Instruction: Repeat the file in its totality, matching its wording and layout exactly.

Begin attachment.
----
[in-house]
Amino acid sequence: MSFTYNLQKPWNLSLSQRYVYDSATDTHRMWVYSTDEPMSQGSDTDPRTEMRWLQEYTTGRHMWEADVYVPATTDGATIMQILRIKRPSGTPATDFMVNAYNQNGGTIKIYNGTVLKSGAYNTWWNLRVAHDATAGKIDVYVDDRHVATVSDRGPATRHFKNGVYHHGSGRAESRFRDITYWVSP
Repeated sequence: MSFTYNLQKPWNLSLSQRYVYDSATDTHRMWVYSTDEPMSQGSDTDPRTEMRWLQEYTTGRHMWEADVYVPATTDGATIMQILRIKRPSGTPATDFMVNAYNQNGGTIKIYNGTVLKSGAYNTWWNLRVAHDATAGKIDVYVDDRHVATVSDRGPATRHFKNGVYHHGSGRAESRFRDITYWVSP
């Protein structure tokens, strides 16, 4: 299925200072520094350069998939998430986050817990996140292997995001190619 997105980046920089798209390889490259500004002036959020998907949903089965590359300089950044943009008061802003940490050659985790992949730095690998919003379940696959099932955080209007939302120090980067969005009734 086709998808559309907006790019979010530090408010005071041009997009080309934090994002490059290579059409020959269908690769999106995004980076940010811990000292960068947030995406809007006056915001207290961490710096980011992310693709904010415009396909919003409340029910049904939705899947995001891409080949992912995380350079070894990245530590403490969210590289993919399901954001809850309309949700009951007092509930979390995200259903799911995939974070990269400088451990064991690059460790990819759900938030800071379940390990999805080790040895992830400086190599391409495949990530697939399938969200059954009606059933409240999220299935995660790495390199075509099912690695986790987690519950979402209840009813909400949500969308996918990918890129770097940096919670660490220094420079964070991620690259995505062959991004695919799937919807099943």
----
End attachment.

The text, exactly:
[in-house]
Amino acid sequence: MSFTYNLQKPWNLSLSQRYVYDSATDTHRMWVYSTDEPMSQGSDTDPRTEMRWLQEYTTGRHMWEADVYVPATTDGATIMQILRIKRPSGTPATDFMVNAYNQNGGTIKIYNGTVLKSGAYNTWWNLRVAHDATAGKIDVYVDDRHVATVSDRGPATRHFKNGVYHHGSGRAESRFRDITYWVSP
Repeated sequence: MSFTYNLQKPWNLSLSQRYVYDSATDTHRMWVYSTDEPMSQGSDTDPRTEMRWLQEYTTGRHMWEADVYVPATTDGATIMQILRIKRPSGTPATDFMVNAYNQNGGTIKIYNGTVLKSGAYNTWWNLRVAHDATAGKIDVYVDDRHVATVSDRGPATRHFKNGVYHHGSGRAESRFRDITYWVSP
């Protein structure tokens, strides 16, 4: 299925200072520094350069998939998430986050817990996140292997995001190619 997105980046920089798209390889490259500004002036959020998907949903089965590359300089950044943009008061802003940490050659985790992949730095690998919003379940696959099932955080209007939302120090980067969005009734 086709998808559309907006790019979010530090408010005071041009997009080309934090994002490059290579059409020959269908690769999106995004980076940010811990000292960068947030995406809007006056915001207290961490710096980011992310693709904010415009396909919003409340029910049904939705899947995001891409080949992912995380350079070894990245530590403490969210590289993919399901954001809850309309949700009951007092509930979390995200259903799911995939974070990269400088451990064991690059460790990819759900938030800071379940390990999805080790040895992830400086190599391409495949990530697939399938969200059954009606059933409240999220299935995660790495390199075509099912690695986790987690519950979402209840009813909400949500969308996918990918890129770097940096919670660490220094420079964070991620690259995505062959991004695919799937919807099943």